Tomorrow’s New York Times has a “news analysis” piece by Adam Nagourney on the question whether the Kerry campaign hurt itself by waiting too long to respond to the Swift Boat Vets’ initial television ad. While it never mentions the Vets’ specific allegations, Nagourney’s piece assumes throughout that they are a pack of lies. On the whole, he agrees with the view that Kerry should have responded sooner, although he expresses sympathy for Kerry’s campaign and points out that by not striking back, they were following the conventional wisdom. Basically, they assumed that because the Vets had so little money, they couldn’t do much damage. They failed to foresee the traction the issues the Vets raised would receive with the public. They also failed to foresee how effectively the non-traditional media, especially the blogosphere, could disseminate the substance of the Vets’ claims despite the mainstream media’s blackout.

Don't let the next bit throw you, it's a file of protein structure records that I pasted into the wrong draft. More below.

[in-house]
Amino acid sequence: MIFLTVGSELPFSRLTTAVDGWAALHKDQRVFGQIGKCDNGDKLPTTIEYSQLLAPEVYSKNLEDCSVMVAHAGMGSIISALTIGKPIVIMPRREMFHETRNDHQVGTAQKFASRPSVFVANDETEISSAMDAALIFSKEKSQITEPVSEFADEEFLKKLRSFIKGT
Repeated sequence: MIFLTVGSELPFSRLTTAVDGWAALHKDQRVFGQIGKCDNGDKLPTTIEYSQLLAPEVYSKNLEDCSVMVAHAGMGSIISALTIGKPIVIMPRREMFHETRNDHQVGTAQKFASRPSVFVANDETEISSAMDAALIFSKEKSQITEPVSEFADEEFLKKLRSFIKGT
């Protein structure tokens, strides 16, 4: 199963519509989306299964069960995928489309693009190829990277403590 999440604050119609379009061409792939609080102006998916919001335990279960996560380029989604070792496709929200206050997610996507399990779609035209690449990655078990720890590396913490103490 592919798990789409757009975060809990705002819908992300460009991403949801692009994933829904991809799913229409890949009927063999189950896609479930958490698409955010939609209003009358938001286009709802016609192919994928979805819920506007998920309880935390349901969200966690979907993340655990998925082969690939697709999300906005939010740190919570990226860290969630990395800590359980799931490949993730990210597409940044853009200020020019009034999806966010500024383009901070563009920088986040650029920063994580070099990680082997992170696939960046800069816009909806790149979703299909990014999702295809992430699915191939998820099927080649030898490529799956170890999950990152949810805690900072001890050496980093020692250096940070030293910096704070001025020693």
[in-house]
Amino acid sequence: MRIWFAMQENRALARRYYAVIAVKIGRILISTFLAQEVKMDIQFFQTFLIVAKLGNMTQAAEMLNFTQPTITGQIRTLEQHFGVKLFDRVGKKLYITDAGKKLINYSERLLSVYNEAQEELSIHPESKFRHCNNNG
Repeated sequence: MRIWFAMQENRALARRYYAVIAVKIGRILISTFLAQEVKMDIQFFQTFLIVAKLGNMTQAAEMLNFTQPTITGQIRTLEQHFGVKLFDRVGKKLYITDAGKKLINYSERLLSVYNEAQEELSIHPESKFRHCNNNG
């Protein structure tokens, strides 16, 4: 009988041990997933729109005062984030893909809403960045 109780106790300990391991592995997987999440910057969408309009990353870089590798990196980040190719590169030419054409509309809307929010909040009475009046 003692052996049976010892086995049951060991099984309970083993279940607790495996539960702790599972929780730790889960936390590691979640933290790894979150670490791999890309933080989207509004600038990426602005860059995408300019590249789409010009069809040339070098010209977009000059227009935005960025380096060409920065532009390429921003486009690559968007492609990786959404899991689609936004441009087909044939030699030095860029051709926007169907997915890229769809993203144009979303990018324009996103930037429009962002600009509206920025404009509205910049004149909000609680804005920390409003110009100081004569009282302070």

What really struck me in the Times’ piece, however, was this paragraph:
In fairness to Mr. Kerry, his aides were faced with a strategic dilemma that has become distressingly familiar to campaigns in this era when so much unsubstantiated or even false information can reach the public through so many different forums, be it blogs or talk-show radio.
Oh, sure, that’s the problem all right. Now that the Times’ mighty truth squad has lost its monopoly on the news, you never know what kinds of ideas–facts, even–people might into their heads.
That sound you hear is the crumbling of a once-imposing, but now mostly pathetic facade. With a little whistling in the graveyard mixed in.